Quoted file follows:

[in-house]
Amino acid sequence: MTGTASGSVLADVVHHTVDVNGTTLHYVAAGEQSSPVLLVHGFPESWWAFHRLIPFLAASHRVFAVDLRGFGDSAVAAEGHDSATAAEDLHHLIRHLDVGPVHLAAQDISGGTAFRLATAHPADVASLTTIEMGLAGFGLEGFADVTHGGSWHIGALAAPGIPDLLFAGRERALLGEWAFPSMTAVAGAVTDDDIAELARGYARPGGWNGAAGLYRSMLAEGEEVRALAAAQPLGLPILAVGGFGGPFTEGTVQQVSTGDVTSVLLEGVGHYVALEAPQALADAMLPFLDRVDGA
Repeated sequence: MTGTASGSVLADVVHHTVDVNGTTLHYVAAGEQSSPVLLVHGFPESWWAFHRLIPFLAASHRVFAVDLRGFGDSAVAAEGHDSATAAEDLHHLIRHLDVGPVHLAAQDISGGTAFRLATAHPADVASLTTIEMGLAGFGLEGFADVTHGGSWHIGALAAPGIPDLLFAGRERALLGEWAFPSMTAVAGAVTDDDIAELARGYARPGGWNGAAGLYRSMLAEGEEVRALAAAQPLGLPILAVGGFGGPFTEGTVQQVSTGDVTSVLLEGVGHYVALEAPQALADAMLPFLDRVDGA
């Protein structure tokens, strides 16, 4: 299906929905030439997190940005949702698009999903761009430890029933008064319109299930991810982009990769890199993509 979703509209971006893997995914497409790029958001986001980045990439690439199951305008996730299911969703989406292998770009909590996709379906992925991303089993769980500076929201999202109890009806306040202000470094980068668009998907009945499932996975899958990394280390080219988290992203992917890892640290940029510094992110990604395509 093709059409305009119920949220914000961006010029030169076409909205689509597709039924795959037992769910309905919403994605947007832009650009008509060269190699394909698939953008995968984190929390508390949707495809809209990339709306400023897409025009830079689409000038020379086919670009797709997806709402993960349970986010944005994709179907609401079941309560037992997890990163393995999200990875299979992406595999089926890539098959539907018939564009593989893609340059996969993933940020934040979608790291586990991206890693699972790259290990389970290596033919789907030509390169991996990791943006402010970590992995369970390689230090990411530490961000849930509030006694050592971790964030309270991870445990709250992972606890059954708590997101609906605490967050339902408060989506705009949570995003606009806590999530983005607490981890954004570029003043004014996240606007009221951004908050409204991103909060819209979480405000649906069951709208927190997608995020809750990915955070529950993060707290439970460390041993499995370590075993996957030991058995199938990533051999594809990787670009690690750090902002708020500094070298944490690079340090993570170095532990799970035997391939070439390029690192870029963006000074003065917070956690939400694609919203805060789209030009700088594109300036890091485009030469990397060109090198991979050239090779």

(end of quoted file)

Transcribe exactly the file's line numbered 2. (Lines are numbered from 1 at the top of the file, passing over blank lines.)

Amino acid sequence: MTGTASGSVLADVVHHTVDVNGTTLHYVAAGEQSSPVLLVHGFPESWWAFHRLIPFLAASHRVFAVDLRGFGDSAVAAEGHDSATAAEDLHHLIRHLDVGPVHLAAQDISGGTAFRLATAHPADVASLTTIEMGLAGFGLEGFADVTHGGSWHIGALAAPGIPDLLFAGRERALLGEWAFPSMTAVAGAVTDDDIAELARGYARPGGWNGAAGLYRSMLAEGEEVRALAAAQPLGLPILAVGGFGGPFTEGTVQQVSTGDVTSVLLEGVGHYVALEAPQALADAMLPFLDRVDGA